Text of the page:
That said, it shouldn't have been THAT surprising, considering the amount of tech that the Nebuchadnezzar had in it (a gigantic hovercraft!!!)... along with the fact that Neo's talk with Hamann specifically addresses the amount of machinery/tech it takes for humanity to survive in Zion.
THE FIRST ONE's building super
oh, I already knew that the traffic control room was a program (like the Construct) from the first time I saw it...
but it was still contrary to the image of Zion I had built up based on the first movie's description of it
I'd say the rave scene was probably the closest to what I sorta imagined Zion to look like... but then that was the rave scene...
Revolutions is .... kind of great?!
One thing that kind of disappointed me - unexpectedly - is how tied up they manage to get everything. There's a density to whats happening, but it all makes sense, it all follows logically, and it kind of dismantles my whole 'ITS ALL IN NEOS MIND' angle. Hugo Weaving's last scene is so good, dude sells it.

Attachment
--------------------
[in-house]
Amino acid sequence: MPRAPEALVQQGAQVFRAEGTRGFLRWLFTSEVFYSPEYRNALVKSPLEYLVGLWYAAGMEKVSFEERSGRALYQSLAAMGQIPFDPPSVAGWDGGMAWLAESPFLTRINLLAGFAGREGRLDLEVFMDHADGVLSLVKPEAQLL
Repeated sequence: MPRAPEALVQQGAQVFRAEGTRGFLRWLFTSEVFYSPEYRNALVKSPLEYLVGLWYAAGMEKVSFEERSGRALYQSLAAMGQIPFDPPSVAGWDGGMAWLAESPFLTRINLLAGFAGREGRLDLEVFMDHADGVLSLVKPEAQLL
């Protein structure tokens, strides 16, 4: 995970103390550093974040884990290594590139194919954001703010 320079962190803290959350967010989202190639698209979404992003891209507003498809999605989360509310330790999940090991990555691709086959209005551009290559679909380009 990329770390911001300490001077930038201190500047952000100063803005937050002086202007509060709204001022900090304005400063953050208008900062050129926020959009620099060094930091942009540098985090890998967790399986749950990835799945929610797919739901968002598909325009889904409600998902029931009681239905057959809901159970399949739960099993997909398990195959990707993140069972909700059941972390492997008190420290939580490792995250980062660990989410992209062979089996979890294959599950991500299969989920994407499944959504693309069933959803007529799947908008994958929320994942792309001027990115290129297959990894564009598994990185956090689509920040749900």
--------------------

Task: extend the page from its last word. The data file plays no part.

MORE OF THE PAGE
I also really appreciated how these are low-key the most diverse blockbuster movies ever made, but its so matter-of-fact about it, never draws attention to it. Good stuff.
Yup. At one point when the Nebuchadnezzar's docking at Zion, they cut from the VR control-room to the "real" world (where you see the controllers hooked up to their chairs), and then back to the VR control-room again.
Also, will second the love for The Matrix Revolutions -- that film simply gets better and better every time I watch it.
There's a pretty great twitter thread about all the trans symbolism and subtext running through the first Matrix film here. I don't have the link handy for where they pick up for the rest of the film, but I'm pretty sure they mention this moment at the end.
My main issue with Reloaded is that it doesn't even remotely come close to fulfilling the promise of that final scene in the first film. And that it clumsily retcons Neo away from the place he was at the end of the first film so they could essentially re-do his hero's journey. I don't hate it, but I find it incredibly disappointing.